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7 Things You Didn’t Know About Marcus Garvey

As he wrote in The Philosophy and Opinions of Marcus Garvey, “Education is the medium by which a people are prepared for the creation of their own particular civilization, and the advancement and glory of their own race.”

(Philosophy and Opinions of Marcus Garvey)

In his seminal work, Race First, Tony Martin asserts, “practically every aspect of the organization [UNIA] was designed to bolster the black man’s self-esteem and to foster pride in self.”

(Philosophy and Opinions of Marcus Garvey)

Garvey, who has been called the “black angel of success,” preached a gospel of entrepreneurship and empowerment: “Now is the chance for every Negro to make every effort toward a commercial, industrial standard that will make us comparable with the successful business men of other races.”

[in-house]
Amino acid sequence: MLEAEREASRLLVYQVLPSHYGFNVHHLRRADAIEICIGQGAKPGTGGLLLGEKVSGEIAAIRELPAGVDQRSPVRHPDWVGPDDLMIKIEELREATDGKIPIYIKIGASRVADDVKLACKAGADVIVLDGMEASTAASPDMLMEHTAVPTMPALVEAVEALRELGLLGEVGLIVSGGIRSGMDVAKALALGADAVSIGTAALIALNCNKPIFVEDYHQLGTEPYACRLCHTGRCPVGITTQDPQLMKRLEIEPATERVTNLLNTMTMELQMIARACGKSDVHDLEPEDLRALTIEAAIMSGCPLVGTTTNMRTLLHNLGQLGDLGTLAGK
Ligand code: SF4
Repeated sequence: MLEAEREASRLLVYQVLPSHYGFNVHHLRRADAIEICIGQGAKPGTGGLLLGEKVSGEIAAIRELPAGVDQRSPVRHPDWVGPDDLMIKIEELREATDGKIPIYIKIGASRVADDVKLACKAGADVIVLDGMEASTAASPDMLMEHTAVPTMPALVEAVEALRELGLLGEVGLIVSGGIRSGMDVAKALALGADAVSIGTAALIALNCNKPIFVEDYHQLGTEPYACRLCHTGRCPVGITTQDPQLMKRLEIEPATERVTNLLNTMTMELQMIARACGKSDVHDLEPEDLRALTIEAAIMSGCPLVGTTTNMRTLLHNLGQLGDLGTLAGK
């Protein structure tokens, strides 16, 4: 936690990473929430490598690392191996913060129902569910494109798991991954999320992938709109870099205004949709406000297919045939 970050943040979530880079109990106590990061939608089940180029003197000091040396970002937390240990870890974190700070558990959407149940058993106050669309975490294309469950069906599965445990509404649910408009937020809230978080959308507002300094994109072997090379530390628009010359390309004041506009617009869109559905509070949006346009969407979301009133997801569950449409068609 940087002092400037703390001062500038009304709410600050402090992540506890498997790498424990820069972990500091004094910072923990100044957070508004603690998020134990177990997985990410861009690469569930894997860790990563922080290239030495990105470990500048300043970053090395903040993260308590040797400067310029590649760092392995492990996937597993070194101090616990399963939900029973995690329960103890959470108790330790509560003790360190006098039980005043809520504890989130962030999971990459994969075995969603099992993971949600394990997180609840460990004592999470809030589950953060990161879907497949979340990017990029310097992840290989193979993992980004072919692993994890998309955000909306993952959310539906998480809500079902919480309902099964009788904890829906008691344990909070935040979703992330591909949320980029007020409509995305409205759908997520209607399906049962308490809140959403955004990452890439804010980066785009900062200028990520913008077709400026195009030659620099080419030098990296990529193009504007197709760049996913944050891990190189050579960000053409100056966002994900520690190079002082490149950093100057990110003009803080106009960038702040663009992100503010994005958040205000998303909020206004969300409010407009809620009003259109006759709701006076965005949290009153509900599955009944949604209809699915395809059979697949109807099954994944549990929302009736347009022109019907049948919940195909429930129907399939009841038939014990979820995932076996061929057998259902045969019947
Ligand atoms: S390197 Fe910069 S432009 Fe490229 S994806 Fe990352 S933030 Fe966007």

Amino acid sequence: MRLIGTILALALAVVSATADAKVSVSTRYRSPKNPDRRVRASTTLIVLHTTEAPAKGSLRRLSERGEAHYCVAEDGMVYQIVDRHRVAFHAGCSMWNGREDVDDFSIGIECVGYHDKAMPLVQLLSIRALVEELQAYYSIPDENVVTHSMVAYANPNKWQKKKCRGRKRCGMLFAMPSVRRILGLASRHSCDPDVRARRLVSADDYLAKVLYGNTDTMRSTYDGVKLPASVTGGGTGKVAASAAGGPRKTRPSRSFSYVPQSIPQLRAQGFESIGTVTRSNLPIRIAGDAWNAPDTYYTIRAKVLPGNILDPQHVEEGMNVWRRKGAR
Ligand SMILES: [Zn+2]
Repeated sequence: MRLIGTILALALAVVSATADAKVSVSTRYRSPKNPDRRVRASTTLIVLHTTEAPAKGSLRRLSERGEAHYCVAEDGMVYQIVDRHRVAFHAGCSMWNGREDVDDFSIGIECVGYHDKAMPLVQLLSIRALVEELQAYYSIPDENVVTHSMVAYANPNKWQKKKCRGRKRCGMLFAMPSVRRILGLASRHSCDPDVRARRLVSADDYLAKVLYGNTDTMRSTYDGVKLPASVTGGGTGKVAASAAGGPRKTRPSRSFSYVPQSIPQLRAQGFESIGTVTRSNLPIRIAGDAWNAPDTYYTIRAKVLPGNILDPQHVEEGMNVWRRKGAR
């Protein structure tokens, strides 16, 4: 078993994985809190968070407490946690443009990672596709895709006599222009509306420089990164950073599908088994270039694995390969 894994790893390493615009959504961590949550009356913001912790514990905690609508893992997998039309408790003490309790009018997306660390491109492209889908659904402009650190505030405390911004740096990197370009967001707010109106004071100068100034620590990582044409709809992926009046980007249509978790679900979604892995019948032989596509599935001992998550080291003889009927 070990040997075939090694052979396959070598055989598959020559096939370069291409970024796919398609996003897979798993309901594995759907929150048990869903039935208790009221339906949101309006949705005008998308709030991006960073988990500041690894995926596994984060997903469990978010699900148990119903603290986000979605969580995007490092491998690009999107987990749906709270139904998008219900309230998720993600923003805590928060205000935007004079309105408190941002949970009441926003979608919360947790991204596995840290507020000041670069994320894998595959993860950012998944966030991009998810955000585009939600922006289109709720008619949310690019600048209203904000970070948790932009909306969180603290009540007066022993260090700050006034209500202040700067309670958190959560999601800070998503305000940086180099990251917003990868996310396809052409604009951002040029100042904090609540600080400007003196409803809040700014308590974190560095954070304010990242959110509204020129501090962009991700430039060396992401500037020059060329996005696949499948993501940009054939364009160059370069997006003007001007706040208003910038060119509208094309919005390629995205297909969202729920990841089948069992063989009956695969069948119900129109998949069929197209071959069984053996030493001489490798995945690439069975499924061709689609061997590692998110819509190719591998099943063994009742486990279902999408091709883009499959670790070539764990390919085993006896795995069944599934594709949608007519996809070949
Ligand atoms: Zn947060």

It is this sense of history that led Marcus Garvey to write in “African Fundamentalism”: “We must canonize our own saints, create our own martyrs, and elevate to positions of fame and honor black men and women who have made their distinct contributions to our racial history.

(Philosophy and Opinions of Marcus Garvey)

Garvey’s life has inspired other Black leaders such as Kwame Nkrumah, Kwame Toure, Jomo Kenyatta, Nelson Mandela, Patrice Lumumba, Julius Nyerere, Malcolm X and Martin Luther King Jr, who said that Garvey was “the first man, on a mass scale, to give millions of Negroes a sense of dignity and destiny … He gave us a sense of personhood, a sense of manhood, a sense of somebodiness.”

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